WASHINGTON -- New York federal prosecutors are expected to file criminal charges against Rep. Michael Grimm (R-Staten Island) after more than two years of investigation, Grimm's lawyer said Friday.
Grimm has been under investigation for his 2010 campaign fundraising, but his attorney William McGinley did not specify whether that or other matters would be the focus of the charges he expected to be filed by the U.S. Attorney in Brooklyn.
"After more than two years of investigation plagued by malicious leaks, violations of grand jury secrecy and strong-arm tactics, the U.S. attorney's office has disclosed its intent to file criminal charges against congressman Grimm," McGinley said in a statement.
Robert Nardoza, a spokesman for Brooklyn U.S. Attorney Loretta Lynch said, "I can't confirm, deny or comment."
Grimm's office did not respond to a query.
A New York Times report, citing people with knowledge of the case, said federal charges would focus on Grimm's conduct in connection with a health food restaurant he opened in Manhattan after retiring from the FBI in 2006.
Prosecutors also have been investigating whether illegal foreign and over-limit contributions were among the more than $500,000 directed to Grimm's campaign by a foreign national in return for a green card after the Justice Department asked the House Ethics Committee to defer its own review of those allegations. Israeli immigrant Ofer Biton, a Grimm fundraiser, pleaded guilty to visa fraud last August.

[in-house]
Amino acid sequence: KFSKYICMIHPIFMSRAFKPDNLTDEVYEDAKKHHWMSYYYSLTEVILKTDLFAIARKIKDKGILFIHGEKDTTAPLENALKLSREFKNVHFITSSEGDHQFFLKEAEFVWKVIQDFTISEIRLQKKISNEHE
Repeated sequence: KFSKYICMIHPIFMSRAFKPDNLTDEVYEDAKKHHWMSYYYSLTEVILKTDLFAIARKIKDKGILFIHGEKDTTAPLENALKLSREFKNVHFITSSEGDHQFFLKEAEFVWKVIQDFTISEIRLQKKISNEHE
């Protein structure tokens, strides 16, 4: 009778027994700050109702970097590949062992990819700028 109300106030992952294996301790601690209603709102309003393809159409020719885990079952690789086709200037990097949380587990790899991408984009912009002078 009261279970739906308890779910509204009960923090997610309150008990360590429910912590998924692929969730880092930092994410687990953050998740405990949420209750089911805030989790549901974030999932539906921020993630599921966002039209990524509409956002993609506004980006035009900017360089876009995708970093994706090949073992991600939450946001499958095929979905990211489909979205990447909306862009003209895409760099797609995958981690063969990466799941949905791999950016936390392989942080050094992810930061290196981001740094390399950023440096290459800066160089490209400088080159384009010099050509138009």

Friday, another fundraiser, Diana Durand, 47, of Houston, was indicted in Brooklyn on charges of election fraud and lying to FBI agents amid accusations she illegally donated more than $10,000 to Grimm. She was first charged in January.
In his statement, McGinley said, "We are disappointed by the government's decision, but hardly surprised. From the beginning, the government has pursued a politically driven vendetta against congressman Grimm and not an independent search for the truth."
He added, "congressman Grimm asserts his innocence of any wrongdoing."
Since being elected to Congress from Staten Island in 2010, Grimm, a former FBI agent, has stirred controversy.
After the State of the Union address in January, Grimm made national news when he threatened on camera to throw a television reporter from a balcony in the U.S. Capitol for asking about his ethics problems. He faces a re-election challenge in November from Democrat Domenic M. Recchia, a former city councilman.